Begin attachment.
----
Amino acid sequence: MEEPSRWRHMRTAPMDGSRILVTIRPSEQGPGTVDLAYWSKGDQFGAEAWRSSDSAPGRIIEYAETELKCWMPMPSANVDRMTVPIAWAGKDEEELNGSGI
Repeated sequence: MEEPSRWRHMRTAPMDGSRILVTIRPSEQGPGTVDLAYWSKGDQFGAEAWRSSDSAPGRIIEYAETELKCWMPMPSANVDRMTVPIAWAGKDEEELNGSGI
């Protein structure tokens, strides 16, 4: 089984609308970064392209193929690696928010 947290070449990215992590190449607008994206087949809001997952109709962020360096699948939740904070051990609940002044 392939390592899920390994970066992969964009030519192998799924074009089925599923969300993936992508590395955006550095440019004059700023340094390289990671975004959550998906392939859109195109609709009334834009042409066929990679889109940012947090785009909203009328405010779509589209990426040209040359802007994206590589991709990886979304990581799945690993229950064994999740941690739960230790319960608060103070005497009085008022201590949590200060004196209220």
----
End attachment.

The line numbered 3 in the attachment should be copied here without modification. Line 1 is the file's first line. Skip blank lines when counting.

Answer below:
């Protein structure tokens, strides 16, 4: 089984609308970064392209193929690696928010 947290070449990215992590190449607008994206087949809001997952109709962020360096699948939740904070051990609940002044 392939390592899920390994970066992969964009030519192998799924074009089925599923969300993936992508590395955006550095440019004059700023340094390289990671975004959550998906392939859109195109609709009334834009042409066929990679889109940012947090785009909203009328405010779509589209990426040209040359802007994206590589991709990886979304990581799945690993229950064994999740941690739960230790319960608060103070005497009085008022201590949590200060004196209220």